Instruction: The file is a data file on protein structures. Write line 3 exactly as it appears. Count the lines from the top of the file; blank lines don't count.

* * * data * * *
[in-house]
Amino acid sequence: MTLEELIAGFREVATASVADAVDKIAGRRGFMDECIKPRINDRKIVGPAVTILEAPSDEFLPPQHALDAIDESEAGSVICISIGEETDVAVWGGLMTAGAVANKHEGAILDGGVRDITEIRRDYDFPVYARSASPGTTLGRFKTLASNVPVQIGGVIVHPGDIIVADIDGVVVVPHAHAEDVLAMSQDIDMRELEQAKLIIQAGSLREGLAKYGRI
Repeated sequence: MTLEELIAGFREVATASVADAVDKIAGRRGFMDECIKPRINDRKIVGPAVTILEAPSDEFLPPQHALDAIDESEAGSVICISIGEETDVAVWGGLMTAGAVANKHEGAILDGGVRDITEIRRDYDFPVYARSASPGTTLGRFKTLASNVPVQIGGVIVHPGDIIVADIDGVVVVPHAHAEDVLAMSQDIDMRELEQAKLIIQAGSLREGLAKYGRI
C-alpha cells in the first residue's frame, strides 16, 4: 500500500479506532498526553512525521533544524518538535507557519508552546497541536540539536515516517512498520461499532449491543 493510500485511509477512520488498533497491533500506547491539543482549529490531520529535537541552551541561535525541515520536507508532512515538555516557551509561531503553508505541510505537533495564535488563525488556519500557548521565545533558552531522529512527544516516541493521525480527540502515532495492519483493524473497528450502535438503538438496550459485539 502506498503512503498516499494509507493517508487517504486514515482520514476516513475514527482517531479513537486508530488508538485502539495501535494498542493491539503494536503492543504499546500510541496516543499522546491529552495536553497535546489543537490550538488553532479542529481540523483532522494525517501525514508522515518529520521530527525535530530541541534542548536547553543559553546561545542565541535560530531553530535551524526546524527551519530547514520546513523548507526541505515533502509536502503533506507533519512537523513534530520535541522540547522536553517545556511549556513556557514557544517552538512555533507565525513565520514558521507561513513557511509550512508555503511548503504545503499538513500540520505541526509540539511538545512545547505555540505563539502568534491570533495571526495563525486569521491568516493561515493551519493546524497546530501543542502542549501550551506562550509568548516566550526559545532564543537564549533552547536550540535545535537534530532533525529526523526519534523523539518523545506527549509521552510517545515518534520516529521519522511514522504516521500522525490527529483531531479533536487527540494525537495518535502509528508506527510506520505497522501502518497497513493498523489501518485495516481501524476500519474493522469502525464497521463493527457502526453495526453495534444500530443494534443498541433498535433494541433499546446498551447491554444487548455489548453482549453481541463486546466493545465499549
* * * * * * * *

Repeated sequence: MTLEELIAGFREVATASVADAVDKIAGRRGFMDECIKPRINDRKIVGPAVTILEAPSDEFLPPQHALDAIDESEAGSVICISIGEETDVAVWGGLMTAGAVANKHEGAILDGGVRDITEIRRDYDFPVYARSASPGTTLGRFKTLASNVPVQIGGVIVHPGDIIVADIDGVVVVPHAHAEDVLAMSQDIDMRELEQAKLIIQAGSLREGLAKYGRI